Lackey has yet to live up to the enormous expectations that came with his equally sized contract. He combined for a 26-23 record and 5.26 ERA in his first two seasons in Boston before missing all of 2012 because of Tommy John surgery.
In addition to a lack of production, Lackey raised the ire of Boston fans because of negative body language, a highly publicized divorce and his boorish attitude when his role in consuming fried chicken and beer with other pitchers during games was uncovered.
Now that he’s preparing for spring training and returning to a major league mound for the first time since 2011, Lackey seems determined to prove his doubters wrong.
The 34-year-old right-hander sounded repentant and defiant all at once in a recent interview with The Boston Globe’s Peter Abraham:
I thought this place would be good for me. I’m a guy who likes competing and showing some emotion and that is what they want. When I’m pitching well, I think it’ll be a good thing. And I’m going to pitch well. This thing isn’t over.
In the same interview he was unapologetic about the controversies he has been embroiled in during his time in Boston:
You just take it for the team and move on. The whole thing was blown out of proportion. It wasn’t as big a deal as it was made to be. But that’s Boston; everything gets cranked up a couple of notches.
One reason why Lackey’s words aren’t ringing hollow is because of the stellar shape he showed upon arriving at spring training—early no less. Pictures recently published by The Boston Globe showed him looking much more svelte than when he was last on the active roster.
Some of Lackey’s teammates are already buying his resurgence. Fellow starter Clay Buchholz made a bold prediction in a recent taped interview with The Boston Globe’s Steve Silva, declaring, “I think at some point John Lackey is going to be named the ace of the staff. That’s my call this year.”
New manager John Farrell seems to agree with Buchholz. According to WEEI’s Alex Speier, the skipper recently appeared on the Red Sox Hot Stove radio show and didn’t hold back in his praise for Lackey:
I think he has a chance to have as big an impact on our club as anyone on our roster. He looks great. I think when people seem him for the first time, they’ll probably be surprised about how he reshaped his body...I had a chance to watch him throw. His arm was loose. He was upbeat, looking forward to putting Tommy John and some of those recent experiences behind him.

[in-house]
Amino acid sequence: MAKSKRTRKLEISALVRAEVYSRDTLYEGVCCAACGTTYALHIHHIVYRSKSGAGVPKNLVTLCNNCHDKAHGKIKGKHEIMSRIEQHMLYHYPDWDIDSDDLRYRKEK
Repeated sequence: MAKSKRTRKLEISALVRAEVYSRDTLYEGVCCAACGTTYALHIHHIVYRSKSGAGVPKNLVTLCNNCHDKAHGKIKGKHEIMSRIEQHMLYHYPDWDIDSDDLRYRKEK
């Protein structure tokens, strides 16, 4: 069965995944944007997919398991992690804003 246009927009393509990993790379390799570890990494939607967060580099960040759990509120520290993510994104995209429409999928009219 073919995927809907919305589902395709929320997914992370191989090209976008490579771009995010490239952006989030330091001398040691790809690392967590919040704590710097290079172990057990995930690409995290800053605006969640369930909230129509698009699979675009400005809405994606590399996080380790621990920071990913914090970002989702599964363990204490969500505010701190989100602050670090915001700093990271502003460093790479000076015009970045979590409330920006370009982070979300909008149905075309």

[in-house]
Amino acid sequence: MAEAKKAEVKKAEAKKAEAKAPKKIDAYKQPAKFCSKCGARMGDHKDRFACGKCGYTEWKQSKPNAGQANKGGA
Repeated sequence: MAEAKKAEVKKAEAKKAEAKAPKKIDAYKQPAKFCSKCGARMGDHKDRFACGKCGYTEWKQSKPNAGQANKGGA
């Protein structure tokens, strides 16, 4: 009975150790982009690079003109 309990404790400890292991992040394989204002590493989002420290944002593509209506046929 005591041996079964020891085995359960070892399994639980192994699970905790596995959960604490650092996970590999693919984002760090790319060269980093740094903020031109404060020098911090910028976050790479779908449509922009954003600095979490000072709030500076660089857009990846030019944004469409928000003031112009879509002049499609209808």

Some may be reluctant to use the injury as an excuse, but Abraham wrote that the surgeon who performed Lackey’s procedure told the pitcher it was the largest bone spur he had ever seen.
Abraham also wrote that Lackey is misunderstood by fans, who often view him as arrogant. Tampa Bay Rays manager Joe Maddon, who also coached the pitcher in Los Angeles, explained that is far from reality:
You won’t find a more popular guy among his teammates. He’s an enjoyable person to talk to and I know you don’t believe that. John just isn’t conscious of his public image and never has been. He grew up as a baseball player and he considers himself accountable to his teammates, not the fans. It can come off the wrong way.
Provided he leaves spring training in full health, Lackey will be part of the 2013 starting rotation for the Red Sox. With veterans Jon Lester and Buchholz coming off disappointing seasons, the team desperately needs one of its starters to step up.
Could Lackey be that pitcher?
Despite the negativity, Lackey told Abraham that his heart is in Boston and he believes he can contribute to a winning environment:
The chance to win every year is still there. It’s an ownership that cares and tries to field a winning team all the time. It’s a fan base that cares and wants to win all the time. I’m at a point in my career where I’m here to win. That’s really the only thing that is in play for me.
Lackey is saying and doing all the right things, but it remains to be seen if he can win over Boston fans. He has already dug himself quite a hole, but if he can finally pitch to expectations and contribute to team success, he could find himself on the road to redemption.
Statistics via BaseballReference.